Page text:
For any groups $G,H$ use the notation for the canonical injections and projections:
$$ G\stackrel{i_G}\to G\times H\stackrel{i_H}\leftarrow H,\quad G\stackrel{p_G}\leftarrow G\times H\stackrel{p_H}\to H,$$
inducing homomorphisms
$$ LG\stackrel{Li_G}\to L(G\times H)\stackrel{Li_H}\leftarrow LH,\quad LG\stackrel{Lp_G}\leftarrow L(G\times H)\stackrel{Lp_H}\to LH.$$
We have
$$p_Gi_G=\mathrm{id}_G,\quad p_Gi_G=\mathrm{id}_G, \quad p_Gi_H=1, \quad p_Hi_G=1,$$
thus
$$Lp_GLi_G=\mathrm{id}_{LG},\quad Lp_HLi_H=\mathrm{id}_{LH}, \quad Lp_GLi_H=1_{LH,LG}, \quad Lp_HLi_G=1_{LG,LH},$$
where $1_{A,B}$ is the trivial (constant) homomorphism from $A$ to $B$. From the first two equalities, we deduce that $Li_G$ and $Li_H$ are injective and we have semidirect decompositions
$$L(G\times H)=Li_G(LG)\ltimes \mathrm{ker}(Lp_G)=Li_H(LH)\ltimes \mathrm{ker}(Lp_H)$$
(where the projection to the left-hand factor is given by $Li_GLp_G$, respectively $Li_HLp_H$);
from the last two equalities we deduce that $Li_G(LG)\subset \mathrm{ker}(Lp_H)$ and $Li_H(L_H)\subset \mathrm{ker}(Lp_G)$. It follows that the map
$$L(G\times H)\stackrel{Lp_G\times Lp_H}\to LG\times LH$$
is surjective: indeed the left-hand map being surjective in restriction to $Li_G(LG)$, it amounts to see that the right-hand map is surjective in restriction to the kernel of the left-hand map, and this kernel is $\mathrm{ker}(Lp_G)$ (by the first semidirect decomposition), and this kernel contains $Li_H(L_H)$, in restriction to which the right-hand map is surjective. This proves that $Lp_G\times Lp_H$ is surjective (I used very little of the hypotheses about $L$: only that it's an endofunctor mapping the trivial groups to themselves).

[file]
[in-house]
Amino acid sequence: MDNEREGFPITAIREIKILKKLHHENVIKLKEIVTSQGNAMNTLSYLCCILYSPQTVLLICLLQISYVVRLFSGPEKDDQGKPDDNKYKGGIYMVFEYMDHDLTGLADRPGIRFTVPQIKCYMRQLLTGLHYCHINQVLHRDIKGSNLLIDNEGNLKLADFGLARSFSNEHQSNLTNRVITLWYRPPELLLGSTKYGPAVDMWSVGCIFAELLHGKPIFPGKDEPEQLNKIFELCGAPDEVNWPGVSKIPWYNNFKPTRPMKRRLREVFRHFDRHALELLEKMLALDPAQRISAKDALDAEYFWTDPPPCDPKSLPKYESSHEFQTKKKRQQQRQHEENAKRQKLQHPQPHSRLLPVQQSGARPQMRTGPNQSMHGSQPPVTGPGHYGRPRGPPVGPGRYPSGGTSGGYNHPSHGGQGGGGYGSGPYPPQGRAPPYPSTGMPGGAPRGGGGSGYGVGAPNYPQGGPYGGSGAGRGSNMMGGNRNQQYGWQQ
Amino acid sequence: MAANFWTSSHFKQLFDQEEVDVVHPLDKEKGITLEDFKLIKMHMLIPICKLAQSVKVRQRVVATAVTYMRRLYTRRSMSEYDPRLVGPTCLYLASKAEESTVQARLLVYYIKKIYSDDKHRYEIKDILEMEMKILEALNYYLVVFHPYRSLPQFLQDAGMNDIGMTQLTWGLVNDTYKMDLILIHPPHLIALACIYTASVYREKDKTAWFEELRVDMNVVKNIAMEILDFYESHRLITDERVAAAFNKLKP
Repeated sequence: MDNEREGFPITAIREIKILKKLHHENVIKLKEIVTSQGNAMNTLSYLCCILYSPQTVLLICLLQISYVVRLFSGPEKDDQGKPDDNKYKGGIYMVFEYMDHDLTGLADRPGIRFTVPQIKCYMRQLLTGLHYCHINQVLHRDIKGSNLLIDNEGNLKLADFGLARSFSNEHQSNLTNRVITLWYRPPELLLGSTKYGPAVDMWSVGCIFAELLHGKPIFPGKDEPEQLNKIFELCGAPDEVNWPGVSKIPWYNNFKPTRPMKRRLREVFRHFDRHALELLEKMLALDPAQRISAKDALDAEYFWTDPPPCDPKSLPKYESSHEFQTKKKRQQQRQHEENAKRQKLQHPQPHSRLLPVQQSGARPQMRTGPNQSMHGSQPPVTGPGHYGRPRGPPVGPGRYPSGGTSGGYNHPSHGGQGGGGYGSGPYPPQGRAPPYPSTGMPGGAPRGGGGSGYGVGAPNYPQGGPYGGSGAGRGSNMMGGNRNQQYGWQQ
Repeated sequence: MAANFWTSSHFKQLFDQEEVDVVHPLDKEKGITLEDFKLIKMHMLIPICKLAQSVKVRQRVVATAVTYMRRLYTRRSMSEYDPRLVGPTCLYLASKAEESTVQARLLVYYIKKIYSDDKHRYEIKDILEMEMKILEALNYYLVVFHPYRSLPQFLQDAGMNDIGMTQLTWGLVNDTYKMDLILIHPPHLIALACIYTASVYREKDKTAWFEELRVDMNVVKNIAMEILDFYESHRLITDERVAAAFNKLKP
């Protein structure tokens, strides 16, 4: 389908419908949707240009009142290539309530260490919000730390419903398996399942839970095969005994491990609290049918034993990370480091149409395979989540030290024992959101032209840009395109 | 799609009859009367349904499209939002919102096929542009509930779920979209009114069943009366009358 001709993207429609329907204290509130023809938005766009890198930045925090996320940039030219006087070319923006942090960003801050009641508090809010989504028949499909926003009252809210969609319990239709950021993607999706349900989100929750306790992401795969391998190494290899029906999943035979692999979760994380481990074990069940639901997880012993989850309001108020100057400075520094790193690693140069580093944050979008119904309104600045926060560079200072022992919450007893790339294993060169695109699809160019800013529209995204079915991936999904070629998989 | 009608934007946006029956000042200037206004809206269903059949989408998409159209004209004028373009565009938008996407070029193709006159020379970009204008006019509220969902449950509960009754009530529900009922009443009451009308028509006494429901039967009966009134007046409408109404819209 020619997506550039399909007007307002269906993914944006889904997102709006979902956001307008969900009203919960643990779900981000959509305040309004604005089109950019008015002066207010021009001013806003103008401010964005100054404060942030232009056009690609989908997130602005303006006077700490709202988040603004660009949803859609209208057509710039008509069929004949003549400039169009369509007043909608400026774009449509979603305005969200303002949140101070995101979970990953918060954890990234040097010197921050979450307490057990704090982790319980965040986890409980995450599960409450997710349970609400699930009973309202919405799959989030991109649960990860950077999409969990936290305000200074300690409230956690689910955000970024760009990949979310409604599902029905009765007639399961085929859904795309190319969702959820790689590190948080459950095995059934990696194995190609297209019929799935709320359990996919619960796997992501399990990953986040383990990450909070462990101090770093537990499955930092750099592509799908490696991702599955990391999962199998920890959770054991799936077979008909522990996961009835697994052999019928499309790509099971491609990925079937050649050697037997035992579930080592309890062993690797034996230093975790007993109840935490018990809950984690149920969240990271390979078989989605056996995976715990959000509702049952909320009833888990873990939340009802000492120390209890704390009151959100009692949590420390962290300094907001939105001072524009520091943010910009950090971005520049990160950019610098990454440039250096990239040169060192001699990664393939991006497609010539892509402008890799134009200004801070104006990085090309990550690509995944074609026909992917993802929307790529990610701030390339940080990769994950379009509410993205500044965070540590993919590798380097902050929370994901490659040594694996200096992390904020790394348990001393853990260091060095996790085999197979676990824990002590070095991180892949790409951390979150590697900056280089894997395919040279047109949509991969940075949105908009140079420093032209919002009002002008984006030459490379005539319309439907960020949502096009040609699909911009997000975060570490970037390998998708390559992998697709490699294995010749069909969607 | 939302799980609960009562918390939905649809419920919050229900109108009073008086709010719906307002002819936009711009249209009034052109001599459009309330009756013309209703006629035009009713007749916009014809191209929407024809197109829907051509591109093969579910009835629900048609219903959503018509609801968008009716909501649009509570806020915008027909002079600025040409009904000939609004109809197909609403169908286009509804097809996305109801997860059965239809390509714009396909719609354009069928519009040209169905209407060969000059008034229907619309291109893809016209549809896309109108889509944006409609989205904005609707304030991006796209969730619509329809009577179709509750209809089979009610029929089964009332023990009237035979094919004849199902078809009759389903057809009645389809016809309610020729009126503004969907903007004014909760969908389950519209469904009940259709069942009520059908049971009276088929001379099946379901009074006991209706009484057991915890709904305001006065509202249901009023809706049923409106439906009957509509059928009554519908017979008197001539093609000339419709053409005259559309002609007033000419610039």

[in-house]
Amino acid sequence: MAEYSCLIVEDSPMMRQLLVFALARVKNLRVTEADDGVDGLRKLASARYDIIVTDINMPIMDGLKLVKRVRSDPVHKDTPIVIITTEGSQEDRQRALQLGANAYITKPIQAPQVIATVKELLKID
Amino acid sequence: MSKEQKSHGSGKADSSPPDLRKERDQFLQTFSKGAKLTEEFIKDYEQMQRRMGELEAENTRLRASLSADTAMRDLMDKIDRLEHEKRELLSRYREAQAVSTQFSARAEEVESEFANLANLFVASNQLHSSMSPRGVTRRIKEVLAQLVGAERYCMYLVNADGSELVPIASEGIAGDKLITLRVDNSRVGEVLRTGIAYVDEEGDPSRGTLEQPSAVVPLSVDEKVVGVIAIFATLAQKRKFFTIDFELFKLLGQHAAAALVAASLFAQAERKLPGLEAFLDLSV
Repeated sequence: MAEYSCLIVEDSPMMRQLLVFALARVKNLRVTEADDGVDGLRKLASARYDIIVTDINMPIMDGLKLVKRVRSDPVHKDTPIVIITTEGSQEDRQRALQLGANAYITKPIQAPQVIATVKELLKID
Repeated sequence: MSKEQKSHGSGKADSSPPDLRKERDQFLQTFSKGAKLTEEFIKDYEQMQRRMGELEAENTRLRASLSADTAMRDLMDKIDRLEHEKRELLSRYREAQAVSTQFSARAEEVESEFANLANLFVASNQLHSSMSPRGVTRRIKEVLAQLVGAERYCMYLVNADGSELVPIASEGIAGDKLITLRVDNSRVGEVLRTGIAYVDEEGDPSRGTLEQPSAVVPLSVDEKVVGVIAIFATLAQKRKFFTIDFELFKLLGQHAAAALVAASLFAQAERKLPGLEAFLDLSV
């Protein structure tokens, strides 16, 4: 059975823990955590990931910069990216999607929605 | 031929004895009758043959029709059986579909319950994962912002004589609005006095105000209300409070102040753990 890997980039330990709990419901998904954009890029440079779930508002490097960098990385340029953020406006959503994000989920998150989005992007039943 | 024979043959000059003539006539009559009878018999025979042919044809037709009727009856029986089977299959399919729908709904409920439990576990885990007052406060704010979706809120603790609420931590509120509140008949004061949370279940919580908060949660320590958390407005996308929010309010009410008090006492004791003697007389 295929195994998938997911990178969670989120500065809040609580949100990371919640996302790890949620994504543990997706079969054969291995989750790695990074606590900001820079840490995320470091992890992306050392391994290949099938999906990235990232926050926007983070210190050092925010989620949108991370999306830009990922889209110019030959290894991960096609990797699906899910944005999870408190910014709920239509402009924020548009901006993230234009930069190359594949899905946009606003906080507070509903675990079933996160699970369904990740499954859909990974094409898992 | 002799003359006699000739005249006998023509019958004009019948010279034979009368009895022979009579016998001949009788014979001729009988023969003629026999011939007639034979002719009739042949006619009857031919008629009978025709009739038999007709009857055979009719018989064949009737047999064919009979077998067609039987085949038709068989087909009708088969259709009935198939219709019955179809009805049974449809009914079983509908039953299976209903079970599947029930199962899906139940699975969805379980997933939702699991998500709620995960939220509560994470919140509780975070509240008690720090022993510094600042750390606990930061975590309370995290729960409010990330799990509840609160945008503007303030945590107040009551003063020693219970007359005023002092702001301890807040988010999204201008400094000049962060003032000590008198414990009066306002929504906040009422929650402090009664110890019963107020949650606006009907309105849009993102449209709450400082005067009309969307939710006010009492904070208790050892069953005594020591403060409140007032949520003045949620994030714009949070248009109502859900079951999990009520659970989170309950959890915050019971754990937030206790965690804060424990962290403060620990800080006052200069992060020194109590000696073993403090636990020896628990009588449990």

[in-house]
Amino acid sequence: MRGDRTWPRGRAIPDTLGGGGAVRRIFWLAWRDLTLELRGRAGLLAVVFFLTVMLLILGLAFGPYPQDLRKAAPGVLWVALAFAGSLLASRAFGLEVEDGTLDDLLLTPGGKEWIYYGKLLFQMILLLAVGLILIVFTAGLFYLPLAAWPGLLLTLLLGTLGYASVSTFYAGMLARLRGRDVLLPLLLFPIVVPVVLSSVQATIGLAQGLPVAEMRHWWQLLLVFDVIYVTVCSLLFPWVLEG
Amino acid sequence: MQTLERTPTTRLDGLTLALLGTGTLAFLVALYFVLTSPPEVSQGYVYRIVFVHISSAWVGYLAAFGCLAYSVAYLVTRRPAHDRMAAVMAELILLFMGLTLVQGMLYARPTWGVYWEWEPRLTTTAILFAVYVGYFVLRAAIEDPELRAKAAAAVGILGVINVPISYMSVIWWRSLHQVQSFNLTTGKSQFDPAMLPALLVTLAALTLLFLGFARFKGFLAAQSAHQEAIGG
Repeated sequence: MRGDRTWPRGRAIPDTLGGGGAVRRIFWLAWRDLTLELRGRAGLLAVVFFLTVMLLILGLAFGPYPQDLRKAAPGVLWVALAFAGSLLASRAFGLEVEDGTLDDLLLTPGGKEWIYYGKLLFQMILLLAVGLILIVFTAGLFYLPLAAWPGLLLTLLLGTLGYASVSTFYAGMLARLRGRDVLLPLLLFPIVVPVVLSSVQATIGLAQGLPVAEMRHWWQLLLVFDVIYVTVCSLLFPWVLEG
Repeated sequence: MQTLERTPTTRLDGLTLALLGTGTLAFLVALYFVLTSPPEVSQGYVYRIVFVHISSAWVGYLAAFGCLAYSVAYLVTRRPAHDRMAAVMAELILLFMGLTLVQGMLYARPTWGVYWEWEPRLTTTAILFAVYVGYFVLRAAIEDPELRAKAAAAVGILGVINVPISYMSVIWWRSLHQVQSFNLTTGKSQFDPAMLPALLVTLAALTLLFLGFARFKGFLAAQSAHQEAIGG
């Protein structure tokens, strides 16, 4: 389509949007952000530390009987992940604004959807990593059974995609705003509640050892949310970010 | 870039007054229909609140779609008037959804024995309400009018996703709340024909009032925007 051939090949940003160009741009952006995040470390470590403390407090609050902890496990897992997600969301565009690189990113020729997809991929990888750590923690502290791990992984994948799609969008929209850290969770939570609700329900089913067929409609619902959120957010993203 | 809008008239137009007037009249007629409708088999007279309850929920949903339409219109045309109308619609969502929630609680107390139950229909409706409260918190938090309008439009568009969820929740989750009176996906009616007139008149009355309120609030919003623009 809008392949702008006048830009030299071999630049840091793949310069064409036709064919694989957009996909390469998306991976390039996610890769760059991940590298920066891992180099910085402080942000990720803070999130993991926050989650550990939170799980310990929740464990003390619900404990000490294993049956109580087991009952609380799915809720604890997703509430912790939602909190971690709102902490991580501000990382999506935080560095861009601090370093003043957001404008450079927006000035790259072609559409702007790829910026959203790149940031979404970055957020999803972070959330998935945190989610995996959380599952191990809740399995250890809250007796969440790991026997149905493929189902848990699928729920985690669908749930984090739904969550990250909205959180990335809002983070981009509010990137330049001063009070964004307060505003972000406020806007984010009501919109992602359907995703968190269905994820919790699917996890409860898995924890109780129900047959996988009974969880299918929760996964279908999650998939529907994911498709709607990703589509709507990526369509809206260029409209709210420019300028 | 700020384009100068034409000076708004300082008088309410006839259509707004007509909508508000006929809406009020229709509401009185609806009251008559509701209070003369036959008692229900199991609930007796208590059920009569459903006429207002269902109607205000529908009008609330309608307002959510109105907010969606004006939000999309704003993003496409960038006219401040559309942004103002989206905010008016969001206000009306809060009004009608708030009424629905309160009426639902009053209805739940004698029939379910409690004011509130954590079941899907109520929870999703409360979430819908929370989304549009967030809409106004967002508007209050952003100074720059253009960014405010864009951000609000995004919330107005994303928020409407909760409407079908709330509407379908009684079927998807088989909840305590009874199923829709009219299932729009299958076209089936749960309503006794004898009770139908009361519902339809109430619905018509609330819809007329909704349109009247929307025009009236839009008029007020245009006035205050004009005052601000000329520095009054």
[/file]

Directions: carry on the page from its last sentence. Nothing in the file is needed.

Now we proceed to show that $Lp_G\times Lp_H$ is also injective.

If $f:A\to B$ is a group homomorphism and $K$ another group, denote by $q_K[f]$ the resulting map $\mathrm{Hom}(B,K)\to\mathrm{Hom}(A,K)$ given by $g\mapsto g\circ f$.

Consider the following maps:
$$[*]\quad \mathrm{Hom}(LG\times LH,K)\stackrel{q_K[Lp_G\times Lp_H]}\to \mathrm{Hom}(L(G\times H),K)\stackrel{q_K[Li_G]\times q_K[Li_H]}\to \mathrm{Hom}(LG,K)\times\mathrm{Hom}(LH,K).$$